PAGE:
October 29, 2007 / 2:49 AM / 12 years ago

The Clipse ends tumultuous tenure at Jive

NEW YORK (Billboard) - This time last year, hip-hop act the Clipse complained to anyone who’d listen how unhappy it was on Jive Records. Now, the duo’s wish to leave has been granted.

Sibling MCs Malice and Pusha T have ended their deal with Jive and the Neptunes’ Star Trak Entertainment in favor of a new arrangement with sister label Columbia, Billboard has learned.

“Everything is business,” Malice said. “If we had our way, we would always be on Star Trak. But it’s what’s working for you and what’s not. We just want good energy, and Columbia has both the urgency and the muscle.”

The Clipse is the second hip-hop act to join Columbia’s urban roster in the last few weeks, following Jim Jones.

“We’re ecstatic,” Pusha T said. “We just want to come into a situation that’s fresh and everyone’s trying to win. We haven’t been in that situation for so long.”

The Clipse emerged early this decade on Star Trak, which at the time was distributed by Arista. The duo’s 2002 debut, “Lord Willin’,” was a critical and commercial smash, and has sold 948,000 copies in the United States, according to Nielsen SoundScan.

When Arista was restructured in 2004, the label’s artists were split between J and Jive. But Star Trak joined Interscope, leaving the Clipse behind at Jive. The act lobbied to be allowed to follow Star Trak to its new home, but Jive refused, resulting in a lawsuit against the label, seeking to break the Clipse’s four-album deal. (Jive had no comment on the new deal.)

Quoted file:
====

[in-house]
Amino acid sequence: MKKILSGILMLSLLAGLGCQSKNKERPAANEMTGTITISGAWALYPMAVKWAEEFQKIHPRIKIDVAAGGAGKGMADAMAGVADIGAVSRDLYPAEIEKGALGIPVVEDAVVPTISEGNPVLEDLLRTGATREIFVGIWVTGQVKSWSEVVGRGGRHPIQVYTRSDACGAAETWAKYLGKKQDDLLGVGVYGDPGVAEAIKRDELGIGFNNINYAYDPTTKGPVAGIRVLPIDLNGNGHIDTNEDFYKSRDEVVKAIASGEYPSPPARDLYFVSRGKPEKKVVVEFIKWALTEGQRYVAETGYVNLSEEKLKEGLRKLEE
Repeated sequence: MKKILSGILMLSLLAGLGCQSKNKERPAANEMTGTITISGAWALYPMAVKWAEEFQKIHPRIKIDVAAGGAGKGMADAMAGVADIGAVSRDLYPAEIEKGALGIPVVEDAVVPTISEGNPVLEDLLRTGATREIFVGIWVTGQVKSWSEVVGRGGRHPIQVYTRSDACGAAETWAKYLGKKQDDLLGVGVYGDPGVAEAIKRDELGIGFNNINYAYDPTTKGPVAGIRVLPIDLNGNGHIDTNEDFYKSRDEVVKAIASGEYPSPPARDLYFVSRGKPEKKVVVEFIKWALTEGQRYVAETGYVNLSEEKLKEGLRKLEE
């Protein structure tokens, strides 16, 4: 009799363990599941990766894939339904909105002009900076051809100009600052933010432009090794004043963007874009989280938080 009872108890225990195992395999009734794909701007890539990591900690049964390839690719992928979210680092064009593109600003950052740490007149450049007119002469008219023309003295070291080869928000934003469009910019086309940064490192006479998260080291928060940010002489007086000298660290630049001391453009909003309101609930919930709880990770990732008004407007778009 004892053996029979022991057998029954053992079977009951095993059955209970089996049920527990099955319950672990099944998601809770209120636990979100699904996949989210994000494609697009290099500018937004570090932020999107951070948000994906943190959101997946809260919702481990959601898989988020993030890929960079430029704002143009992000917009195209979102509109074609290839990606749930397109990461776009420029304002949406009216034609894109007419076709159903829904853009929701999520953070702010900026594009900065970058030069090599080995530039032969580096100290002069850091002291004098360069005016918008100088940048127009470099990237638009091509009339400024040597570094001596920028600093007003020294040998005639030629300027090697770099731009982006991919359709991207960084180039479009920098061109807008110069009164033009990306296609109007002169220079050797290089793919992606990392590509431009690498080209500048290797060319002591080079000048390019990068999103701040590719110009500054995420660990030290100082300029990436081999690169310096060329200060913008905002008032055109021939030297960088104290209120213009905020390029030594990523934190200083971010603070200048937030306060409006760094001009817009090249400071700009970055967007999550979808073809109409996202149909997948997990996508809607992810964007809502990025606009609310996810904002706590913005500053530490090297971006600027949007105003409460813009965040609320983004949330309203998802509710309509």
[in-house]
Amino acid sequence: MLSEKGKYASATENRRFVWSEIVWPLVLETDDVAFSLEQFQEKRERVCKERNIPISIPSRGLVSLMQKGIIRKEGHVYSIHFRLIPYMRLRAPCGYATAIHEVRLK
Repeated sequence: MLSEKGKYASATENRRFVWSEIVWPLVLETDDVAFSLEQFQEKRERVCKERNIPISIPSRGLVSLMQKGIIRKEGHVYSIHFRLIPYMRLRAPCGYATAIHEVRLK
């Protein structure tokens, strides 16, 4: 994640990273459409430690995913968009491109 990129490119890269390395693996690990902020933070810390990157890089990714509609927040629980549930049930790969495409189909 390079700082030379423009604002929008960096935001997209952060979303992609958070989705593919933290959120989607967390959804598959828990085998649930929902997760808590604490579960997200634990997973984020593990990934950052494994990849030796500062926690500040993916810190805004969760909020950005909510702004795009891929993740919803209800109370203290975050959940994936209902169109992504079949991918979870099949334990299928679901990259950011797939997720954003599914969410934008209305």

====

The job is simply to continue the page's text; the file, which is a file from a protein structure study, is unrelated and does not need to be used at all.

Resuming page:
“The group wasn’t responsible for the confusion, but they paid the price,” the Clipse’s manager, Tony Draper, said.

Although the suit was settled after Jive agreed to a distribution deal for the Clipse’s own Re-Up Gang Records label, the relationship continued to deteriorate, with release dates for the group’s sophomore album constantly shifting. In the meantime, the duo independently released its mixtape series, “We Got It for Cheap,” which garnered significant underground buzz.

A second album, “Hell Hath No Fury,” emerged in November 2006 via Jive, but struggled out of the gate. It has sold just 194,000 copies, according to Nielsen SoundScan.

By then, the Clipse was in talks with a variety of labels about a new deal, eventually settling on a five-year, 50/50 profit-sharing arrangement with Columbia for Re-Up Gang Records.

Reuters/Billboard

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